As a long-time consumer of news and commentary, I am often amused, angered or inspired by the stories of the day.
But my life has never been changed by a media report until now, following an interview on CBC Radio On the Go.
For a number of years, I’ve been dealing with a bad case of arthritis in my left knee. That was the diagnosis, after the x-ray came back. I remember the doctor describing a rough surface on the bone or cartilage that was causing friction and pain. In a nutshell, I was told to live with it. This was my new reality.
Soon after that, I developed pain in my other knee – major pain that changed how I navigated my way through the day. Walking across the room was painful, and ascending a staircase pure agony. Even my quality of sleep was diminished, as my knees ached in bed at night.
I found some relief in painkillers like Aleve and Extra Strength Advil, which I took every day. They masked the pain enough for me to get out for a walk, use the elliptical or even indulge in my favourite recreation: rock hopping on the Manuels River. However, when the medication wore off the pain came back with a vengeance, as if punishing me for the day’s activity.
Frankly, it was depressing. I was not ready to give up being physically active – yet I was being forced by my own body to do exactly that.
Then, along comes Ted Blades, host of On the Go. Late in July, Blades interviewed Dr. William Davis, author of the best selling book “Wheat Belly”. Several things from that interview stood out for me.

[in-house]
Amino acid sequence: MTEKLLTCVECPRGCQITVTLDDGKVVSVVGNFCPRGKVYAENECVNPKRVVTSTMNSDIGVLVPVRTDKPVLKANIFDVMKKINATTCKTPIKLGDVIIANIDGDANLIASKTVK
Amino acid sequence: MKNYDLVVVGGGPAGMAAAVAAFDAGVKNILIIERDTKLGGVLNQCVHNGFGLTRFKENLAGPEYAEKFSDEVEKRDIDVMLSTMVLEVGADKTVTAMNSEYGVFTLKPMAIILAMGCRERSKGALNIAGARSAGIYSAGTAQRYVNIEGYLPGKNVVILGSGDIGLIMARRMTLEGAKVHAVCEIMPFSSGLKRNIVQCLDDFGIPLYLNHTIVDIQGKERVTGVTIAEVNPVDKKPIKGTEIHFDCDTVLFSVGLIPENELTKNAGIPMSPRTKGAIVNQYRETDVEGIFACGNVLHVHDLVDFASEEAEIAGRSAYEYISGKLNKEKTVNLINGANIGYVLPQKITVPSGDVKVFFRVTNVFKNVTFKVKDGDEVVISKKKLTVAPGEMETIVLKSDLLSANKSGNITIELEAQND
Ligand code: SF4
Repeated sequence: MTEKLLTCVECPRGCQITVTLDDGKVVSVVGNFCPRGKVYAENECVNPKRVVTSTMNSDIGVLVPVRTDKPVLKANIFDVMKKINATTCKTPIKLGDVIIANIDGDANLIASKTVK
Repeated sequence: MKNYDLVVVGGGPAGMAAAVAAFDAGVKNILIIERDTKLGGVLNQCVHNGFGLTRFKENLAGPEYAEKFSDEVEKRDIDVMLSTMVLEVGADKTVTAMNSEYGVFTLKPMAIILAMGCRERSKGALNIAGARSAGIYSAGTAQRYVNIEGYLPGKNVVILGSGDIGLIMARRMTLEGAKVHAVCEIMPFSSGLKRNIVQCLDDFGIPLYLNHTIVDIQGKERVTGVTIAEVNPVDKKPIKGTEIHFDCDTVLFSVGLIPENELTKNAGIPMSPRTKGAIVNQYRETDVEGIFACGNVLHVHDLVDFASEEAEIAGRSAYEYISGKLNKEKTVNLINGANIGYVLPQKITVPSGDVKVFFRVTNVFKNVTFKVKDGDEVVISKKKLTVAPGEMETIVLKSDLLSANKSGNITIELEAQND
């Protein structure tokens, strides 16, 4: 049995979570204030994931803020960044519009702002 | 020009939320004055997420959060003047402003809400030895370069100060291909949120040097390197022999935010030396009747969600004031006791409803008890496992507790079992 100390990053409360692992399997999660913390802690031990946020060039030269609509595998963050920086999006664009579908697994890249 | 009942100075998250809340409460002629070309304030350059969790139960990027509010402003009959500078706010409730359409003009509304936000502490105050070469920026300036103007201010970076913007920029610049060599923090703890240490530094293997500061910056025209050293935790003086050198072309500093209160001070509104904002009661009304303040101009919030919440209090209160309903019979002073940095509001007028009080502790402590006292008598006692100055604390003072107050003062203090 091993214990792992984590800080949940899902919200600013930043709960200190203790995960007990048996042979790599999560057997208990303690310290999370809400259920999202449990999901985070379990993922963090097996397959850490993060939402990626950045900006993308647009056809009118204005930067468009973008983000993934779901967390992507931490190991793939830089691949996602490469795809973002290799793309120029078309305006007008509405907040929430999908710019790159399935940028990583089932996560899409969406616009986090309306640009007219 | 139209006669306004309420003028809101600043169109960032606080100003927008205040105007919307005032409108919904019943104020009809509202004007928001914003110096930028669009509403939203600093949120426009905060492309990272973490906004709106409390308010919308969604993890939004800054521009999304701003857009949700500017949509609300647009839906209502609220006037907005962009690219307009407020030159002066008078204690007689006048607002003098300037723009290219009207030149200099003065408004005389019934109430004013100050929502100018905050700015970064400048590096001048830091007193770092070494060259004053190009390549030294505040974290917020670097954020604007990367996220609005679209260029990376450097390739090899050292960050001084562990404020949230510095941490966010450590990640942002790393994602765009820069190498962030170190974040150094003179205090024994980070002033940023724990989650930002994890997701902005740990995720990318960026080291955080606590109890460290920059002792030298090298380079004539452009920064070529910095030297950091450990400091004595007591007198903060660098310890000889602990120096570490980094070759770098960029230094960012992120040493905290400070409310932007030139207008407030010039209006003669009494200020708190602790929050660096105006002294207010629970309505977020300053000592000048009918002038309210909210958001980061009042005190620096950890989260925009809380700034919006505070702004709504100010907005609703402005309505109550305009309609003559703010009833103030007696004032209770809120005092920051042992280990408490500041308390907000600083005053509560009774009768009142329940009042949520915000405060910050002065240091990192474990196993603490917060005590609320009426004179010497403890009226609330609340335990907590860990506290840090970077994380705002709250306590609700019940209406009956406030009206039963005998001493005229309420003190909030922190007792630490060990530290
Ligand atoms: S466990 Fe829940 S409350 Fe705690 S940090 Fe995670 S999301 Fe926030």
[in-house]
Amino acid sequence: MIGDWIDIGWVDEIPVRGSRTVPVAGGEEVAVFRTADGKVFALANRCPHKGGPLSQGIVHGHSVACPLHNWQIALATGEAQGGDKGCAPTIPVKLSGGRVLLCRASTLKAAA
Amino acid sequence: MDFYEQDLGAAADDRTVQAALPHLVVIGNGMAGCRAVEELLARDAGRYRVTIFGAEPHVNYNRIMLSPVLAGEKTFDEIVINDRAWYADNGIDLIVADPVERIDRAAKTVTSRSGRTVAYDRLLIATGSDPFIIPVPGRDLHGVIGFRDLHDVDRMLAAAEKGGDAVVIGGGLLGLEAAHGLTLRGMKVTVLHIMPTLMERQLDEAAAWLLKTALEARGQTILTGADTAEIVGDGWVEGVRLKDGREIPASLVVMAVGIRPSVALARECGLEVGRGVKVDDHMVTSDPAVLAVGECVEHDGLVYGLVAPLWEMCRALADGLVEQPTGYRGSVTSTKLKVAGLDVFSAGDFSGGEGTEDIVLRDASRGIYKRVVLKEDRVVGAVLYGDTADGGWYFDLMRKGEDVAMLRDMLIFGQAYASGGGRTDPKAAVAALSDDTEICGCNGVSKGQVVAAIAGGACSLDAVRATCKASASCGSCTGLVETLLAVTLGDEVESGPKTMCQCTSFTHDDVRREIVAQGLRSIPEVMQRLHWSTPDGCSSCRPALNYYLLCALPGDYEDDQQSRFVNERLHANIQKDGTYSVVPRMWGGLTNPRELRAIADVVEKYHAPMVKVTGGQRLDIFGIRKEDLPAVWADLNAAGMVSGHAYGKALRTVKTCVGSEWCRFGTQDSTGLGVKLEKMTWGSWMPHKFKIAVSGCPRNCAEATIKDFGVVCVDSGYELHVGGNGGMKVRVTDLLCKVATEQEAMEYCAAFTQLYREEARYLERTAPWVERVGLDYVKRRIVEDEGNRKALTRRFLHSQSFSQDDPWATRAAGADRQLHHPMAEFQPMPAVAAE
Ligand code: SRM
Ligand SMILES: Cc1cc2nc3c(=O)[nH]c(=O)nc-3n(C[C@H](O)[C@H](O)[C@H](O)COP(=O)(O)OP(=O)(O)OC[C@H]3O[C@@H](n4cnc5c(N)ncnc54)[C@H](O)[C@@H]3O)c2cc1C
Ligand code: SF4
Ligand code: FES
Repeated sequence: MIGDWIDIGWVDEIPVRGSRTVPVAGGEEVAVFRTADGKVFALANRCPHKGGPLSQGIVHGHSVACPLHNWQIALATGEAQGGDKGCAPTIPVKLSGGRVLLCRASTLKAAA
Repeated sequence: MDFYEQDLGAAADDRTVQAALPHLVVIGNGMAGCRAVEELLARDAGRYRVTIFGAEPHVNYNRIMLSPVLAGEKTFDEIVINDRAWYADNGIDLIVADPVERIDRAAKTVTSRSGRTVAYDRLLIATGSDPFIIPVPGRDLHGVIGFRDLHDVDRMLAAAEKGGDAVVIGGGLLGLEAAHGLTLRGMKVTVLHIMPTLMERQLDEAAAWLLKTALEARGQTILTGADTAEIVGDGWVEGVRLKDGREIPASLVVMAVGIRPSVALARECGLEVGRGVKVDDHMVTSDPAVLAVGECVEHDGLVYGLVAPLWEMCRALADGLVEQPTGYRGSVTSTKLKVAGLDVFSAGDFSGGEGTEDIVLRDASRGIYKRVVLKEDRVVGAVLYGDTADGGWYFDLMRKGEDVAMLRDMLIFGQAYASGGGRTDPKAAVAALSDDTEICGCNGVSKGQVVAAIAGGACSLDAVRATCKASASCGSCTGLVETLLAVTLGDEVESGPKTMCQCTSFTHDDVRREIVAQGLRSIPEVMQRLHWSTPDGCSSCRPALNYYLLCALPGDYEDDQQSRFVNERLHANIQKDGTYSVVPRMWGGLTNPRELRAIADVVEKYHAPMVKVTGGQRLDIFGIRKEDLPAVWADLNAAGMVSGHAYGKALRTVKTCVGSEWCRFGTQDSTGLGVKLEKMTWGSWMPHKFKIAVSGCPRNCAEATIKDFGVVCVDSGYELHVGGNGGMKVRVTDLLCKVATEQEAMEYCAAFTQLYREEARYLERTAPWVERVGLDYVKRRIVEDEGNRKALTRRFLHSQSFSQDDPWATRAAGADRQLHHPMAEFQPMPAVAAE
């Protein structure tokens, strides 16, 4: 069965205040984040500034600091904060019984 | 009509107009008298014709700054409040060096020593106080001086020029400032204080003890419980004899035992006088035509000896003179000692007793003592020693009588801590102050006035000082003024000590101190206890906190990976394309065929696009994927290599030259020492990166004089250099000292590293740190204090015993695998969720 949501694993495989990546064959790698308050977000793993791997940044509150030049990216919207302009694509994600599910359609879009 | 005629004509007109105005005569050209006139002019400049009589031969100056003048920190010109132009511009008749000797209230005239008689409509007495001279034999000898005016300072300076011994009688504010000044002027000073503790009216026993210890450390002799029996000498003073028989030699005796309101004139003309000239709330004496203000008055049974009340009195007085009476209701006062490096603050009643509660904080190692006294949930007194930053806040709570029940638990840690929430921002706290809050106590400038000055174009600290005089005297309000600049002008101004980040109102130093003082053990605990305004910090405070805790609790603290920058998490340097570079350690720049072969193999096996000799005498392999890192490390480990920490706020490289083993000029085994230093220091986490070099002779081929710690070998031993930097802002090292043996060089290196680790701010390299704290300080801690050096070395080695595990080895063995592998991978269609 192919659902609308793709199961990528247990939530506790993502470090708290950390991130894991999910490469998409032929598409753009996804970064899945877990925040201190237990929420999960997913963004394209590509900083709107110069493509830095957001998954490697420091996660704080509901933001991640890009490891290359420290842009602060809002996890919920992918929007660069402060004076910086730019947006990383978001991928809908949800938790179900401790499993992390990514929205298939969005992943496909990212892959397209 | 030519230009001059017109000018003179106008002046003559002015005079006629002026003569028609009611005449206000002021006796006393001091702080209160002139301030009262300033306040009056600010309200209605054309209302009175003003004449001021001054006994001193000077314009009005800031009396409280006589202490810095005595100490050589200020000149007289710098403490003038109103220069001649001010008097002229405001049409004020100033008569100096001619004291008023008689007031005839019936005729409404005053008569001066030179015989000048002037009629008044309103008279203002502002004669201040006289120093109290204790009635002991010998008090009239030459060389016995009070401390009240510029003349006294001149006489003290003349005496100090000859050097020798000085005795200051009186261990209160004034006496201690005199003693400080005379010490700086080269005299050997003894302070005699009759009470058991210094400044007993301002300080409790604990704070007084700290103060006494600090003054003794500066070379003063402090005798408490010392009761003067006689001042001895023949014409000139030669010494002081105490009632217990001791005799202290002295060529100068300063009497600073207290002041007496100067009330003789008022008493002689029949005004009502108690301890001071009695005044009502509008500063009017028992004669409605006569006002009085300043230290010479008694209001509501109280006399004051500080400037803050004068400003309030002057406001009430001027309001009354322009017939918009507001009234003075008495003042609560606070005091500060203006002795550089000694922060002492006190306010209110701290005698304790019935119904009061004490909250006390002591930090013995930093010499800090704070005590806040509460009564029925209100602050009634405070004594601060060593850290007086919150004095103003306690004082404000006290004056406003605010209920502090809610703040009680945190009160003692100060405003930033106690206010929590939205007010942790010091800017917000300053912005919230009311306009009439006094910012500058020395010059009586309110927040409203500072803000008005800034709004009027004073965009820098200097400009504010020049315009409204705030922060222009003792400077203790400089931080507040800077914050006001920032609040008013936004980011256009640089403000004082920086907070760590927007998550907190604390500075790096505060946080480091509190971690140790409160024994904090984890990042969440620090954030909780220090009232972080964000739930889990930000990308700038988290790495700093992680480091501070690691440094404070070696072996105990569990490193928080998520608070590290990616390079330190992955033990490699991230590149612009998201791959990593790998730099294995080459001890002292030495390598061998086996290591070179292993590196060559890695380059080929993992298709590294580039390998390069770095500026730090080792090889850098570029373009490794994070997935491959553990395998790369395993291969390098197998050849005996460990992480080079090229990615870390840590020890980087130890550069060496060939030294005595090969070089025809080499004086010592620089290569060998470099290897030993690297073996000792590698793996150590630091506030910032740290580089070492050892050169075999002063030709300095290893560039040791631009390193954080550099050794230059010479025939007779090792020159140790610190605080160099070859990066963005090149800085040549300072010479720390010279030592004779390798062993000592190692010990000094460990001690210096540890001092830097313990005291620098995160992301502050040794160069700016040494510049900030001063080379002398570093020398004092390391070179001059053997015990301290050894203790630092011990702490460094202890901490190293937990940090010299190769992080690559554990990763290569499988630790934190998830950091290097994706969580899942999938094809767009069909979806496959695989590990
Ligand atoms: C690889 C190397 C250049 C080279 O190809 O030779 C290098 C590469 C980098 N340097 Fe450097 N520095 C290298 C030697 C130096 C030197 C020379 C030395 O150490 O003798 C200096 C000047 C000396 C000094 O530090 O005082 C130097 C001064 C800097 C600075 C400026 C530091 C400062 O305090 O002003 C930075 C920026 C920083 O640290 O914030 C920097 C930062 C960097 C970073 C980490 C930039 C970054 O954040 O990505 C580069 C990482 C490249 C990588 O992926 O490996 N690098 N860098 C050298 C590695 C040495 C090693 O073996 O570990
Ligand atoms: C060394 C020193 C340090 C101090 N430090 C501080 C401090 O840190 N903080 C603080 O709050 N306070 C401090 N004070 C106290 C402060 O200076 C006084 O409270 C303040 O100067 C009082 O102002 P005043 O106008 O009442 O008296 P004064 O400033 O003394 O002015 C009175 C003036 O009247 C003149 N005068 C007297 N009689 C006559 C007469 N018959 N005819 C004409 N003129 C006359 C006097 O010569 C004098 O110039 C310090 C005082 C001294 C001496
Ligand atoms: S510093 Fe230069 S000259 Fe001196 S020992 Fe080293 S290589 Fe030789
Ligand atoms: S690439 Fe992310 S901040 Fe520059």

According to Davis, today’s wheat is not the same species we consumed 50 years ago. It’s a hybrid that grows just 18” high, enabling a much higher yield than old-fashioned tall wheat. It also contains a new protein that Davis says is bad for our health, causing a variety of physical ailments, including inflammation, diabetes, acid reflux, obesity, and more. It even reacts with enzymes in the tummy to form a narcotic substance, said the doctor.
Regular readers of this blog know I’m a bit of a skeptic, and I dismissed Dr. Davis’s claims as opportunism; a cynical attempt to get rich by creating another diet fad.
However, the doctor’s words stayed with me. In particular, his claim that arthritic inflammation could be cured by eliminating wheat from the diet was intriguing. The pain in my knees was worsening, and my stomach was beginning to reject the powerful painkillers. I was worried about where it was leading.
The notion of doing without wheat for a week was less intimidating than another day of excruciating pain. What the heck? I decided to give it a try.
On that first day, I avoided toast or cereal for breakfast by treating myself to a scoff of bacon and eggs. For lunch I had a can of tuna fish seasoned with red wine vinegar and for supper, charcoal broiled steak and potatoes. It was an okay day.
Day two was different. It wasn’t hard to avoid wheat, but I was surprised to feel a craving – a physical craving. There was a ringing in my ears, I became foggy-headed – unable to concentrate for long on any task – and there was a slight sense of anxiety. This is how it felt the last time I quit caffeine.